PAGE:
Archive for June, 2011

Campbell leaves thankless job to Shanahan

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Outgoing supplementary discipline czar Colin Campbell (left) can surely tell his successor, Brendan Shanahan, what it’s like to make people angry no matter what decision you make. (Mike Blake/Reuters)

By Stu Hackel

The single most-talked about play in Wednesday night’s Game 1 of the Stanley Cup Final was not the great winning goal by Raffi Torres, nor any of the tremendous saves by Tim Thomas or Roberto Luongo, nor some of the big bodychecks thrown in the hotly contested game. No, it was the alleged chomp by Alex Burrows on Patrice Bergeron, which still has Burrows trending on Twitter throughout Canada, in Boston and some other hockey towns in the U.S. the following afternoon.

It is a biting commentary (sorry) on what the public considers most significant about the game. And that includes hockey fans and observers in the media, because when it comes to player conduct, penalties, suspensions, fines and all manner of supplemental discipline in the NHL, we’ve all become pretty obsessed with whether a particular act deserves a particular response and how strong that response should be.

The way discipline has gone in the postseason, it was not expected that Burrows would be suspended, and he wasn’t, even though that sort of nonsense often earns a player few games off during the regular season.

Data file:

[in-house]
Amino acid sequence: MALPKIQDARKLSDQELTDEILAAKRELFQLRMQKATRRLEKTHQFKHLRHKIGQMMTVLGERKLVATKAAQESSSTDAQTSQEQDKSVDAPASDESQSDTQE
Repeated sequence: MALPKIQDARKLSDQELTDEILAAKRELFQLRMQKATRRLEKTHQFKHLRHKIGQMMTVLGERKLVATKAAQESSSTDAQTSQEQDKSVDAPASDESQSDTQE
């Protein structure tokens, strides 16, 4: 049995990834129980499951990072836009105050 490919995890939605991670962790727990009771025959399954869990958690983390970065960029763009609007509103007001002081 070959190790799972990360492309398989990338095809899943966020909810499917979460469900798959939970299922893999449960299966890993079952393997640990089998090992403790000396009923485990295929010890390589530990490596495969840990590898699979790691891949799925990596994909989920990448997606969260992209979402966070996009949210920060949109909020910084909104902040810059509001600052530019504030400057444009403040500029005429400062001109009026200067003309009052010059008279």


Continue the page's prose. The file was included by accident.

And that brings us to yesterday’s surprise news that Colin Campbell, who had a pretty rough year (see SI.com’s gallery), was stepping away from his task as the NHL’s chief disciplinarian and handing his wristslapper over to Brendan Shanahan beginning next season. The announcement was a surprise even to the league’s executives, who had decided on the change in March but had not planned to make it known until the Board of Governors’ meetings later this month. The NHL went public after Shanahan’s appointment had been leaked to TSN’s Darren Dreger earlier yesterday.
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  • Published On Jun 02, 2011
  • Canucks vs. Bruins: Who has the edge?

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    Given Vancouver’s firepower and Boston’s suspect power play, Bruins goaltender Tim Thomas will likely have to be at his acrobatic best to win the Stanley Cup. (Anne-Marie Sorvin/US Presswire)

    By Stu Hackel

    Sometime in the next two weeks, one of these teams will end a long Stanley Cup drought.  Each faced down a strong first-round challenge by a major rival and enters the final round  relatively healthy and with good depth. Both head coaches are Cup finals first-timers, they are former minor league teammates in the St. Louis Blues organization and each ran the bench for the Montreal Canadiens. But the similarities between the two foes are less striking than their differences.

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  • Published On Jun 01, 2011


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